In certain embodiments, pulverization can be used to affect Young's modulus and/or gas permeability of a homopolymer film. In certain non-limiting embodiments, such a homopolymer can be selected from polyesters and polyolefins. Regardless, without limitation as to physical property, mechanical property or polymer identity, such a shear pulverized homopolymer can be incorporated into an article of manufacture.

In part, the present invention can also be directed to a semi-crystalline polymer, such a polymer the solid-state shear pulverization product of a starting material of such a polymer or crystallizable copolymer thereof, such a pulverization product as can be substantially absent a nucleating agent and/or filler component. Such a pulverization product can be characterized by an enhanced crystallization kinetic property, such enhancement as can be compared to the crystallization kinetic property of such a polymer starting material.

In certain embodiments, such a characterized crystallization kinetic property can be increased onset crystallization temperature and/or reduced isothermal crystallization half-time. Regardless, such an effect can be characterized for a polymer starting material comprising less than about 50% crystallinity. Such semi- crystalline polymer starting materials can be as described elsewhere herein or as would be understood by those skilled in the art. Regardless, a pulverized homopolymer of this invention can be incorporated into a range of articles of manufacture.

The present invention, as illustrated below, can provide a route to new behavior and enhanced properties for semi-crystalline polymers processed by SSSP without additives such as fillers or nucleating agents. Such polymers include, without limitation, PP, LDPE, LLDPE, HDPE, polycaprolactone (PCL), poly(butylene terephthalate) (PBT), and PET. The crystallization kinetics of such polymers can be enhanced without compromising the degree of crystallinity of the polymer. In certain cases, both the crystallinity and the crystallization kinetics are enhanced. Representative of certain embodiments of this invention, for LDPE, PCL, PBT and PET, significant changes in the crystallization kinetics can occur and enhancements can be observed in the mechanical and barrier properties of such polymers. In some cases, the effects observed are comparable to those generally associated with the addition of nucleating agents or fillers.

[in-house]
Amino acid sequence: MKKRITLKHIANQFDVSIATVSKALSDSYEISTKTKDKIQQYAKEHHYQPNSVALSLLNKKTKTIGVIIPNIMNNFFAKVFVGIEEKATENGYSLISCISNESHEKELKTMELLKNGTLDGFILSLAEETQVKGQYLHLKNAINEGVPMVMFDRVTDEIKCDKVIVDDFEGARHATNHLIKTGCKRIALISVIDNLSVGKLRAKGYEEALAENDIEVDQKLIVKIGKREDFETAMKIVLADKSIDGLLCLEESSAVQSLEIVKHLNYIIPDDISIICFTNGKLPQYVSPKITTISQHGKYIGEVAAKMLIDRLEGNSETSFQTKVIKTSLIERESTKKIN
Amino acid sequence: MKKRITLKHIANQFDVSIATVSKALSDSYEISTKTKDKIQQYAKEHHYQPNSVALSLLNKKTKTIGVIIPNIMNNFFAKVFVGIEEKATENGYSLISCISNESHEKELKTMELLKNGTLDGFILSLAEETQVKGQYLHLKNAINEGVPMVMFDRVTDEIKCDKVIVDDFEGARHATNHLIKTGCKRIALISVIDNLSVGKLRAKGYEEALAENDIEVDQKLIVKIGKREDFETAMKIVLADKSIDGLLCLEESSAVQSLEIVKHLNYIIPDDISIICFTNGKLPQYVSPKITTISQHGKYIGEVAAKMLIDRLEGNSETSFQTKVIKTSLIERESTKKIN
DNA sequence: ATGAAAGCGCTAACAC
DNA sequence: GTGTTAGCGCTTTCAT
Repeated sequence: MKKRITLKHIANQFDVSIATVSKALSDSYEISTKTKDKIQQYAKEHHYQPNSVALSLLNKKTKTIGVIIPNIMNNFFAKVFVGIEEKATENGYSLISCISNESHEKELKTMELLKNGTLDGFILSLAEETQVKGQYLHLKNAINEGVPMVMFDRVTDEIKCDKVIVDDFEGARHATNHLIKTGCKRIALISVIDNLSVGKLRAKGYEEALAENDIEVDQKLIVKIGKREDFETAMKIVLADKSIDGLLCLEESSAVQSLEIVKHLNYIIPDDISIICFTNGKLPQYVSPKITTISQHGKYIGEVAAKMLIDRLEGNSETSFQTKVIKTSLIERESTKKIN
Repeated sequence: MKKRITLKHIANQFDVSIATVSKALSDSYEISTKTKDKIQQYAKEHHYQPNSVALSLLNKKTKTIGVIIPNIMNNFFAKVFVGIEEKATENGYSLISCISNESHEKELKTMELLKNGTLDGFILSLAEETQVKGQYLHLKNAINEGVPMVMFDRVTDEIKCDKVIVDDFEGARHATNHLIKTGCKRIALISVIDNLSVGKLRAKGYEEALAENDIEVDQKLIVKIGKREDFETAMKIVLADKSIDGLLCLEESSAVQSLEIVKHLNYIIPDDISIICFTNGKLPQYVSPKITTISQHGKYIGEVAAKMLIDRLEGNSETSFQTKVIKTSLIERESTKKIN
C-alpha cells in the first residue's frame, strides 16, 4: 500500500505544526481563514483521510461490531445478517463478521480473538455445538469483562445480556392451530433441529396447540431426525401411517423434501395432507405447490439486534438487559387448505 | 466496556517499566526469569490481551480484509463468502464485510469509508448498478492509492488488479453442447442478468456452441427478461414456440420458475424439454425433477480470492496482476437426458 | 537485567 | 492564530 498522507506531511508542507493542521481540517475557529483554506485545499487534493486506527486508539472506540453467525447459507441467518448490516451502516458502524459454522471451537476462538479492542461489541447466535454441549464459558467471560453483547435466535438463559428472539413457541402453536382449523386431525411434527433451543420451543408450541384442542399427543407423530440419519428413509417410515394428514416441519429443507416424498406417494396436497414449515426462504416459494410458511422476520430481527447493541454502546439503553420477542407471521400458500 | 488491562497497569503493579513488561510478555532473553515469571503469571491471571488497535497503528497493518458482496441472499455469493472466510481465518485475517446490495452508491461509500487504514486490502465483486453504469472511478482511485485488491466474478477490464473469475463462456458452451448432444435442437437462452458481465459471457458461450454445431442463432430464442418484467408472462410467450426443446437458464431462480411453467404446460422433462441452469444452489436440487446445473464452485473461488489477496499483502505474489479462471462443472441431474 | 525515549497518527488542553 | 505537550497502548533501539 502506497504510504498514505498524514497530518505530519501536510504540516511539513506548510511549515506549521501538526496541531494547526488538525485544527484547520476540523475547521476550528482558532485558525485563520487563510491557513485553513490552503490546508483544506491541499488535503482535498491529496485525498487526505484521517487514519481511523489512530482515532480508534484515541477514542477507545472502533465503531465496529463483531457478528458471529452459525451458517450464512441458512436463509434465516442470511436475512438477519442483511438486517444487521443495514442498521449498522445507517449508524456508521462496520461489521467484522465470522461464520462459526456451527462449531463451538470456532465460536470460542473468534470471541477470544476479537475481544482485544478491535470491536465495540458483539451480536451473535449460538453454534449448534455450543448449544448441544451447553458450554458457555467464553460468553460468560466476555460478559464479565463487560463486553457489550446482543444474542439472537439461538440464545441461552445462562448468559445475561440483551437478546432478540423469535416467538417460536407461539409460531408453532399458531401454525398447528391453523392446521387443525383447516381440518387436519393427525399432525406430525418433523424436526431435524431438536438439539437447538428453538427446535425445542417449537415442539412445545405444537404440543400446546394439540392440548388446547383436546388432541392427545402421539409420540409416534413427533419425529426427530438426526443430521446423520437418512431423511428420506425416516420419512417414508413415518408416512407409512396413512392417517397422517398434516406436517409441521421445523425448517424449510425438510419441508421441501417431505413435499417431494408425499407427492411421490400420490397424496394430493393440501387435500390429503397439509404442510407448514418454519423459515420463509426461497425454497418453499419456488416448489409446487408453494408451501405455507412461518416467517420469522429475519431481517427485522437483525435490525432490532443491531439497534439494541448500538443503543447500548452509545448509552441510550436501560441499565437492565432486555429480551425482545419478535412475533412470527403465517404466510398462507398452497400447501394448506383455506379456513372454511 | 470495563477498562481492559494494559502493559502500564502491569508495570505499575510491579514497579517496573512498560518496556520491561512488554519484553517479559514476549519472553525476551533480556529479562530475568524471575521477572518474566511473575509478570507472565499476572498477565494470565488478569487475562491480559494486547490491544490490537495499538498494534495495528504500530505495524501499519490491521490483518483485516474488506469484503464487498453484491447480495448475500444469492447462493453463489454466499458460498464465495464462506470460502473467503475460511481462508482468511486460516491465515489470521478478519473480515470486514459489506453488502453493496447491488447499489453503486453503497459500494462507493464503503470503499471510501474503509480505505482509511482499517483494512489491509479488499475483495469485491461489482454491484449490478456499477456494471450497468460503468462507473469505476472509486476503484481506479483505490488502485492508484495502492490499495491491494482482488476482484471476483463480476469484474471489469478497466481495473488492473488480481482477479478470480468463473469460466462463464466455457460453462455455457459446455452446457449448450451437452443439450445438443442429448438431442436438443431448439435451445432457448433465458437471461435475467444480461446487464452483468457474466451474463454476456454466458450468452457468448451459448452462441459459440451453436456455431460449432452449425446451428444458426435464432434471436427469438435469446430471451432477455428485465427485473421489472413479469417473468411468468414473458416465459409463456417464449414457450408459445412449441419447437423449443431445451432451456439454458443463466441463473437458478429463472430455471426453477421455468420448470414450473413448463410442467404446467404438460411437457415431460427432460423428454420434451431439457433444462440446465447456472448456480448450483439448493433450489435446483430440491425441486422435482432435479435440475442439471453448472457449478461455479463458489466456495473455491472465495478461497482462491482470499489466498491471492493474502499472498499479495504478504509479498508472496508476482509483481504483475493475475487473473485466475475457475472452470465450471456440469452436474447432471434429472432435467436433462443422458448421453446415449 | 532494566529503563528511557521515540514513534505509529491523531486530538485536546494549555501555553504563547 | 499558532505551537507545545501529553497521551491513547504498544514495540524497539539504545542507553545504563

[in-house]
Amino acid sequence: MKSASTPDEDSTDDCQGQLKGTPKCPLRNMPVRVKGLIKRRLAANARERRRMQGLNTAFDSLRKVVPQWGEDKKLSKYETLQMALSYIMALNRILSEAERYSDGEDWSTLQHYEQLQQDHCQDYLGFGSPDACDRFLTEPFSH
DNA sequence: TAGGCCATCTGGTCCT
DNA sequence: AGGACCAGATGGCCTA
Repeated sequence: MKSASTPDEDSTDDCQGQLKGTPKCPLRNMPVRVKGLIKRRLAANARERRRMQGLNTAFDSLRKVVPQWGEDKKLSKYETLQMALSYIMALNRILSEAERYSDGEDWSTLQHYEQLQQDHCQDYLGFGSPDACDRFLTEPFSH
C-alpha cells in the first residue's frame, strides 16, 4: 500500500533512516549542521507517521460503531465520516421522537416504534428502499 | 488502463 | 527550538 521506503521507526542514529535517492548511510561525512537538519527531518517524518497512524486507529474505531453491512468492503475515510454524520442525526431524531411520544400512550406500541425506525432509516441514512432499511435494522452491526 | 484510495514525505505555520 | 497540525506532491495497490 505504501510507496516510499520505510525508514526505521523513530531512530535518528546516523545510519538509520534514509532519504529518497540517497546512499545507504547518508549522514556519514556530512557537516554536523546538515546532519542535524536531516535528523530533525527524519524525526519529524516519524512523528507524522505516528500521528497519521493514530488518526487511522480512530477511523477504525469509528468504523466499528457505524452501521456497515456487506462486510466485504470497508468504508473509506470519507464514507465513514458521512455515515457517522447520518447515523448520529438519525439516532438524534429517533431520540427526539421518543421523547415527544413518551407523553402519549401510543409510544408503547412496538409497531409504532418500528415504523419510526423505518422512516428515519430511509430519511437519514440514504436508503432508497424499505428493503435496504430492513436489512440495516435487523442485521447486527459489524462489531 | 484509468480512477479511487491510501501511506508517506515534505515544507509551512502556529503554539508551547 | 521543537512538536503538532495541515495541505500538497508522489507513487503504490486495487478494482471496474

Brief Description of the Drawings Figure 1. Shear viscosity of pristine, unprocessed PET (■) and pulverized PET (D) at 2800C and 100% strain.

Figures 2 A-C. Optical micrographs of A) pristine and B) pulverized PP. Size bar = 25 μm

Figure 3. Young's Modulus of polymers before and after pulverization. All samples except for PCL were tested at a crosshead speed of 50 mm/min and PCL at was tested at 25 mm/min.

Figure 4. Normalized oxygen permeability coefficients of polymer before and after pulverization measured at 230C and 0% relative humidity.

Figures 5 A-C. Proposed mechanism for the formation of branched PET during SSSSP processing. A) Large stresses are concentrated at the weaker C-O bond in the ester linkage, this results in stress-induced scission of the bond. Two radicals form, after C-O bond is cleaved. B) The ethylene radical extracts a hydrogen from a PET chain, which results in a radical along the PET backbone and a dead polymer chain. C) The radical along the PET backbone can recombine with another radical and form branched PET. Detailed Description of Certain Embodiments.